• MAGNETIC FORCESHans Christian Oersted predicted in 1813 that a connection would be found between electricity and magnetism. In 1819 he placed a compass near a current-carrying wire and observed that the compass needle was deflected.This discovery demonstrated that electric currents produce magnetic fields. As shown here, the magnetic field lines circle around the current-carrying wire.

  • MAGNETIC FIELDSA solenoid makes a magnetic field by an electric current flowing through wire. In a bar magnet, ferromagnetism produces an identical field. On a larger scale, the earth, through geomagnetism produces a similar field.

  • MAGNETISM and ELECTROMAGNETISM All magnetism arises from moving electric charge. If a current flows in a helical coil, called a solenoid, the magnetic field will be directed through the solenoid and out one end. The field curves around and reenters the other end of the solenoid.This is similar to the shape of the magnetic field around a bar magnet with a south and north pole and led the French physicist Andre-Marie Ampere to speculate in the early 1820s that the magnetic field of a bar magnet is produced by circulating currents in the magnet.Today it is believed that those circulating currents are caused by the motions of electrons, particularly by their spin within individual atoms. The tiny magnetic fields of the individual atoms align themselves into domains in which the magnetic effects add together.

  • MAGNETIC FIELDS and CURRENTSThe movement of a compass needle, near a conductor through which a current is flowing, indicates the presence of a magnetic field around the conductor.When currents flow through two parallel conductors, the magnetic fields of the conductors attract each other when the current flow is in the same direction in both conductors, and repel each other when the flows are in opposite directions. The magnetic field caused by the current in a single loop or wire is such that if the loop is suspended near the earth, it will behave like a magnet or compass needle and swing until the wire of the loop is perpendicular to a line running from the north and south magnetic poles of the earth.

  • ELECTROMAGNETISMThe red bar represents a current carrying wire (electrons are flowing through it).The blue lines represent the magnetic field produced by electrical currents (moving electrons). The circles represent compasses, which show the direction of the field.

  • ELECTRICAL CHARGES in a MAGNETIC FIELDIf an electrical charge moves parallel to the lines of a magnetic field, it will travel in straight lines.If the charge crosses any of the magnetic field lines, it will curve and deflect.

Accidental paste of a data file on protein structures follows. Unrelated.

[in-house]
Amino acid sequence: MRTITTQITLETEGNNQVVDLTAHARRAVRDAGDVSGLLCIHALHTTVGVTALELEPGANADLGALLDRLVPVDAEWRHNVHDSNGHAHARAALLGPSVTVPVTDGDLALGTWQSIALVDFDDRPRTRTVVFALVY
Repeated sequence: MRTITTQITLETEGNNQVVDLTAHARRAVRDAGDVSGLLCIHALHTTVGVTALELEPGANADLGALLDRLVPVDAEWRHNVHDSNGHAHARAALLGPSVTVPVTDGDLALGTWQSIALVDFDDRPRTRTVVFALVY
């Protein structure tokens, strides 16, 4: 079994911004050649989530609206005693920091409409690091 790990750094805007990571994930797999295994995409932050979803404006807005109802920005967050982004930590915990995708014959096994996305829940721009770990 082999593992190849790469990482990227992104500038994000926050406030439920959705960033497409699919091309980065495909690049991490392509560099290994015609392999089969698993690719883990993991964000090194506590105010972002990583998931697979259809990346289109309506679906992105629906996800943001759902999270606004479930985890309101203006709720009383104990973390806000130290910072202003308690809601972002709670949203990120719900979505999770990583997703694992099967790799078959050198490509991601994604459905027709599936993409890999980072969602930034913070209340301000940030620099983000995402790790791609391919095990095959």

• PREDICTING HOW A CHARGE WILL MOVE IN A MAGNETIC FIELDPut the thumb of your right hand in the direction a positive charge is moving.Point the fingers of your right hand in the direction of magnetic field lines.Curl your fingers. The charge will go in the direction your fingers now point.For a negative charge in the same field, repeat the process using your left hand.

  • SO WHY DOES IT MATTER?In television picture tubes, magnetic fields are used to steer the electrons from the cathode. As the magnetic field strength is varied, the electrons are deflected so that they scan across the screen. In a loudspeaker, the current from the amplifier is fed to a coil of wire attached to the speaker cone. The coil is arranged so that it is in line with a permanent magnet. As current in the coil is varied, the moving charges are deflected by the field of the permanent magnet. As the coil moves, the cone of the speaker vibrates, causing sound waves to be produced. The magnetic field of the Earth deflects and traps charged particles that travel from the sun and other stars toward the Earth. These trapped charged particles have formed two doughnut-shaped regions known as the Van Allen radiation belts. Some particles not trapped by the Earth's magnetic field are steered by that field into the atmosphere near the poles. It is believed that the aurora borealis is produced as these deflected charges crash into molecules of gas in the Earth's atmosphere.


  • The electric motor demonstrates a common application of the interaction between moving charge and a magnetic field. In a motor, electrical energy is converted into energy of motion. A simple motor can be represented as a loop of wire attached to a source of direct current (DC). The loop is pivoted to rotate in a magnetic field. As electric charge moves along the loop, deflecting forces begin to cause the loop to rotate. To keep the loop rotating, the direction of current in the loop must be rev